|1.||a large black passerine bird, Pyrrhocorax pyrrhocorax, of parts of Europe, Asia, and Africa, with a long downward-curving red bill: family Corvidae (crows)|
|2.||alpine chough a smaller related bird, Pyrrhocorax graculus, with a shorter yellow bill|
|[C14: of uncertain origin; probably related to Old French cauwe, Old English cēo]|
|an extraordinary or unusual thing, person, or event; an exceptional example or instance.|
|a fool or simpleton; ninny.|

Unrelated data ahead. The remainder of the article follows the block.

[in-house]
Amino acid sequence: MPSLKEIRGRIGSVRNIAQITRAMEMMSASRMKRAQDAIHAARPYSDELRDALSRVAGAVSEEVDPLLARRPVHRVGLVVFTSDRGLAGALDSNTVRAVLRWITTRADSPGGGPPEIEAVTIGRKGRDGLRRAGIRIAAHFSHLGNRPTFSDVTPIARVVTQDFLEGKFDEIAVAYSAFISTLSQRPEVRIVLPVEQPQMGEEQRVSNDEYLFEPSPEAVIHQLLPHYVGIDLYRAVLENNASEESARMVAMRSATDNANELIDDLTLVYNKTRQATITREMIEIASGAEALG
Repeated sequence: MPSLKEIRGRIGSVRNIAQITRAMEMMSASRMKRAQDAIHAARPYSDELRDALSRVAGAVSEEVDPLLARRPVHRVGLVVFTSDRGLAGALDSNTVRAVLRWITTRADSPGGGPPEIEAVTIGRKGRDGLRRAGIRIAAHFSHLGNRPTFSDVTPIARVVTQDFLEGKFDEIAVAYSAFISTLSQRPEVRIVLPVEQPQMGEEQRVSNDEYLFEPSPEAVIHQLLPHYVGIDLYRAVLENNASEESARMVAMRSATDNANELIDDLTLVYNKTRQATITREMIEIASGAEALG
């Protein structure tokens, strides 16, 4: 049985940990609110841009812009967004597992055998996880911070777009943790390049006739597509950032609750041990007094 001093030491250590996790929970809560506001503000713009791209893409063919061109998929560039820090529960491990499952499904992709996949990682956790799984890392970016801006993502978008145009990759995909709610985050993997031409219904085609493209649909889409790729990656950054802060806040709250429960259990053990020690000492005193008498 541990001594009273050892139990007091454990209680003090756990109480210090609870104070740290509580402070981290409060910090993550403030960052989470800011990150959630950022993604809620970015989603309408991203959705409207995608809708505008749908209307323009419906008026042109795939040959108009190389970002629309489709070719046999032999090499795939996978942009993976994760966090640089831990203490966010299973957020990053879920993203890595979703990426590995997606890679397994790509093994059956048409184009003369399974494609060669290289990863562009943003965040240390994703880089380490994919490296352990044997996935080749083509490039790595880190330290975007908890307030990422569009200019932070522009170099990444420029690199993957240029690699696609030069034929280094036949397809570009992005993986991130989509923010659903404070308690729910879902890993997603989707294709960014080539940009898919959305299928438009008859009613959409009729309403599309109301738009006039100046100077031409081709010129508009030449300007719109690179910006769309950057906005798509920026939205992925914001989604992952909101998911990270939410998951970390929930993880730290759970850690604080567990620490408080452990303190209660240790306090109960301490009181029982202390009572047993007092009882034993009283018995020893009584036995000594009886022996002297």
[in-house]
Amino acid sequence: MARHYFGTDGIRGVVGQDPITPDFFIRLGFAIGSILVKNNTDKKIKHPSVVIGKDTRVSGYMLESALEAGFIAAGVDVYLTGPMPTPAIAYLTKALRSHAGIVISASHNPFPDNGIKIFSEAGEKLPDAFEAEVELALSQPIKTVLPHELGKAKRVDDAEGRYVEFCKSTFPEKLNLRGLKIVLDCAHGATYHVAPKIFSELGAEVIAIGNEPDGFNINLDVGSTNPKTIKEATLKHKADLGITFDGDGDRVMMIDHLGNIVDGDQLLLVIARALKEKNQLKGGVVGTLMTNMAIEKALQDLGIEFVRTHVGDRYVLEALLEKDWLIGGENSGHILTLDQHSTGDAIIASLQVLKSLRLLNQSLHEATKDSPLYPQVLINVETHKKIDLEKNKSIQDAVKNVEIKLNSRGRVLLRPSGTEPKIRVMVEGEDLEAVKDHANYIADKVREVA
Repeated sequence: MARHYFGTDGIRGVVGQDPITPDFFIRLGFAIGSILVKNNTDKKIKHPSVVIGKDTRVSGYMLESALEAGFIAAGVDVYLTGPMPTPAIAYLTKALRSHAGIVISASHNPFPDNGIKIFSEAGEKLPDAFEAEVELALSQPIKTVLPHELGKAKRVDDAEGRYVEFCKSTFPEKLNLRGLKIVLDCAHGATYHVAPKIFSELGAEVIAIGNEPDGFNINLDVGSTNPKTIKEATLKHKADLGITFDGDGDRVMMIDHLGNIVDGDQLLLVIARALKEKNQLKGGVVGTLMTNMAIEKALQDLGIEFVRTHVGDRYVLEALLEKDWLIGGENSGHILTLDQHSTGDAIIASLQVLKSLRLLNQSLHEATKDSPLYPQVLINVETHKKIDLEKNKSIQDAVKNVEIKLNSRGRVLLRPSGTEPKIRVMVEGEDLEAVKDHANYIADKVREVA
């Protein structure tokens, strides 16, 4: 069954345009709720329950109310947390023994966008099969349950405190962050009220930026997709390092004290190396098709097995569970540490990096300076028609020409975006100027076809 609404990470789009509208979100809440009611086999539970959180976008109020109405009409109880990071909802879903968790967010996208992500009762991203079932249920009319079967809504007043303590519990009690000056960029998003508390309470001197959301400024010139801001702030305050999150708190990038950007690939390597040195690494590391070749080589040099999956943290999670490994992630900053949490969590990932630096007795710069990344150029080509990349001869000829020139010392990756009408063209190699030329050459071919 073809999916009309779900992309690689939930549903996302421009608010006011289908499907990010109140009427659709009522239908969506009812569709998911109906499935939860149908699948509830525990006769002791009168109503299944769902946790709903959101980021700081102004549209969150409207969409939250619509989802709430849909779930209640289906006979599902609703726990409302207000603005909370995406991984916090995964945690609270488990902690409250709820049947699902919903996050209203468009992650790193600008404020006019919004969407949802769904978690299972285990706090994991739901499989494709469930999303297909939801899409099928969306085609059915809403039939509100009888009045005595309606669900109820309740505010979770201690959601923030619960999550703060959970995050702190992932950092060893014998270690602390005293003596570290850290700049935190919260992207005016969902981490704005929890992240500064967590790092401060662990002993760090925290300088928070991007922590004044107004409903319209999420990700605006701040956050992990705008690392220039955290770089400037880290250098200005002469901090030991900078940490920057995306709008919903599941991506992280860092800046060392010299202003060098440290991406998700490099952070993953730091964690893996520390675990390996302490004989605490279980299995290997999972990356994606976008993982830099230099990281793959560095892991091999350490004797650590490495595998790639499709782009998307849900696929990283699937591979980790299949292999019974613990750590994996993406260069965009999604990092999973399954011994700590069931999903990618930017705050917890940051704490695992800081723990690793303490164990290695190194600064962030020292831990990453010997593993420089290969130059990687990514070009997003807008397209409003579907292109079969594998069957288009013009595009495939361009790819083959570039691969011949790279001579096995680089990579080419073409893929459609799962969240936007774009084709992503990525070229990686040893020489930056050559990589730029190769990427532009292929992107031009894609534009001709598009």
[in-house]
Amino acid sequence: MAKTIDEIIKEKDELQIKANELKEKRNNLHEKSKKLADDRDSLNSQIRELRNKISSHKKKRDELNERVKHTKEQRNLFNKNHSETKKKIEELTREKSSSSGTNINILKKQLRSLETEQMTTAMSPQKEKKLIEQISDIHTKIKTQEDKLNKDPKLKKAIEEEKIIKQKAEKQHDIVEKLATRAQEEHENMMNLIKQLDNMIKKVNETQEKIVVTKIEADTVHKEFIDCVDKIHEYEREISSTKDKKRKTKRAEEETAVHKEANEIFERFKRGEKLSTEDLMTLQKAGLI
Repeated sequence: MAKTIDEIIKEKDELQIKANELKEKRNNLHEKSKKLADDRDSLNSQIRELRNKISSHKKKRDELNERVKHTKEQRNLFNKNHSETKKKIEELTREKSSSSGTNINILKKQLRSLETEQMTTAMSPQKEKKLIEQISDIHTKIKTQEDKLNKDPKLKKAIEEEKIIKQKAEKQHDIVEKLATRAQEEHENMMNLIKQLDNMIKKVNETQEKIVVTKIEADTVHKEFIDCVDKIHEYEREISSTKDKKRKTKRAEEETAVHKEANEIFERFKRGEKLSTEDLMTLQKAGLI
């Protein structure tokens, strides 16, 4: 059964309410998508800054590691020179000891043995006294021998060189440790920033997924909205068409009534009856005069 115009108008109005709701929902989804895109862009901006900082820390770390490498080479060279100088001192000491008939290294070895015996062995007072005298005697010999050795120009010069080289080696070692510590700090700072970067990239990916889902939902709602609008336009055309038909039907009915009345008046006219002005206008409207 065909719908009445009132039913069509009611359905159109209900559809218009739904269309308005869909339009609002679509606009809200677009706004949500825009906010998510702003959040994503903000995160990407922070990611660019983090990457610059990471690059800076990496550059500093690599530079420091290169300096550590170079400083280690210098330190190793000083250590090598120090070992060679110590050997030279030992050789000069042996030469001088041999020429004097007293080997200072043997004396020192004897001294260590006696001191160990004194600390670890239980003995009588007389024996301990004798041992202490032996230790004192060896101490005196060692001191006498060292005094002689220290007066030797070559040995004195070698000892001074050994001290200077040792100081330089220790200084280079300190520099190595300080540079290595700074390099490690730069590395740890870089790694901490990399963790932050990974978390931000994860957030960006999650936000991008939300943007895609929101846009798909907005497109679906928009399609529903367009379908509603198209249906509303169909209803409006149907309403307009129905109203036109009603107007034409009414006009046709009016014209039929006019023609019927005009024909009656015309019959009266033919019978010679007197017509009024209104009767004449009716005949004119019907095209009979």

any of three crowlike birds with down-curved bills. In the family Corvidae (q.v.; order Passeriformes) are the common chough (Pyrrhocorax pyrrhocorax), of sea cliffs and rocky uplands from the British Isles to China, and the alpine chough (P. graculus), of high mountains from Morocco and Spain to the Himalayas. Both are about 38 cm (15 inches) long and glossy blue-black; the former is red-billed, the latter yellow-billed. These choughs are gregarious, have whistling calls, and are aerial acrobats. In the family Grallinidae is the white-winged chough (Corcorax melanorhamphus) of Australian forests. It is almost identical to the corvid choughs but has white wing patches and a less powerful, black bill. Flocks feed on the ground, with much jumping about. The mud-walled nest, high in a tree, is made and used cooperatively.
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